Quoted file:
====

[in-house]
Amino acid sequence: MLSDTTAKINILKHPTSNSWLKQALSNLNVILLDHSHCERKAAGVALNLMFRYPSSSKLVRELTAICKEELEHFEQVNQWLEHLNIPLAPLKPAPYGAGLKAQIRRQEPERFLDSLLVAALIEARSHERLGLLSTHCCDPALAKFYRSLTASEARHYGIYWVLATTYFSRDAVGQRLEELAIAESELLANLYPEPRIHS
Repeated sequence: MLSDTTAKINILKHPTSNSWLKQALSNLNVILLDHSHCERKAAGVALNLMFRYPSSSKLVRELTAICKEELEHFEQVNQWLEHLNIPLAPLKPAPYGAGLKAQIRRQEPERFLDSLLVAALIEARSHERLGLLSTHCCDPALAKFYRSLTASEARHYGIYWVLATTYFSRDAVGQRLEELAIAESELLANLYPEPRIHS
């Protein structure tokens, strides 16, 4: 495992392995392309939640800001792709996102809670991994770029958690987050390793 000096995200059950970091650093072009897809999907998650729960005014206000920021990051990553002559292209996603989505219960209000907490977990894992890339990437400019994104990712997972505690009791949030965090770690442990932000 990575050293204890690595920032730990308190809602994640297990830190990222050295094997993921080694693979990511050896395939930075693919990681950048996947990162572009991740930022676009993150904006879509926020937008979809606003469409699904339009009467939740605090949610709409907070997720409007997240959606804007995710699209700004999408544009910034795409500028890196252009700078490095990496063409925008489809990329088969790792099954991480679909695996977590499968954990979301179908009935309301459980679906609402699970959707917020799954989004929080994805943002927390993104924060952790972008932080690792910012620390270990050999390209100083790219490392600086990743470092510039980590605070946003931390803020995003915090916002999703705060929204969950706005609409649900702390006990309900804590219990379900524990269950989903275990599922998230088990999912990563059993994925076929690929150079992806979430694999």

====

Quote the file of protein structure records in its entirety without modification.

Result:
[in-house]
Amino acid sequence: MLSDTTAKINILKHPTSNSWLKQALSNLNVILLDHSHCERKAAGVALNLMFRYPSSSKLVRELTAICKEELEHFEQVNQWLEHLNIPLAPLKPAPYGAGLKAQIRRQEPERFLDSLLVAALIEARSHERLGLLSTHCCDPALAKFYRSLTASEARHYGIYWVLATTYFSRDAVGQRLEELAIAESELLANLYPEPRIHS
Repeated sequence: MLSDTTAKINILKHPTSNSWLKQALSNLNVILLDHSHCERKAAGVALNLMFRYPSSSKLVRELTAICKEELEHFEQVNQWLEHLNIPLAPLKPAPYGAGLKAQIRRQEPERFLDSLLVAALIEARSHERLGLLSTHCCDPALAKFYRSLTASEARHYGIYWVLATTYFSRDAVGQRLEELAIAESELLANLYPEPRIHS
């Protein structure tokens, strides 16, 4: 495992392995392309939640800001792709996102809670991994770029958690987050390793 000096995200059950970091650093072009897809999907998650729960005014206000920021990051990553002559292209996603989505219960209000907490977990894992890339990437400019994104990712997972505690009791949030965090770690442990932000 990575050293204890690595920032730990308190809602994640297990830190990222050295094997993921080694693979990511050896395939930075693919990681950048996947990162572009991740930022676009993150904006879509926020937008979809606003469409699904339009009467939740605090949610709409907070997720409007997240959606804007995710699209700004999408544009910034795409500028890196252009700078490095990496063409925008489809990329088969790792099954991480679909695996977590499968954990979301179908009935309301459980679906609402699970959707917020799954989004929080994805943002927390993104924060952790972008932080690792910012620390270990050999390209100083790219490392600086990743470092510039980590605070946003931390803020995003915090916002999703705060929204969950706005609409649900702390006990309900804590219990379900524990269950989903275990599922998230088990999912990563059993994925076929690929150079992806979430694999």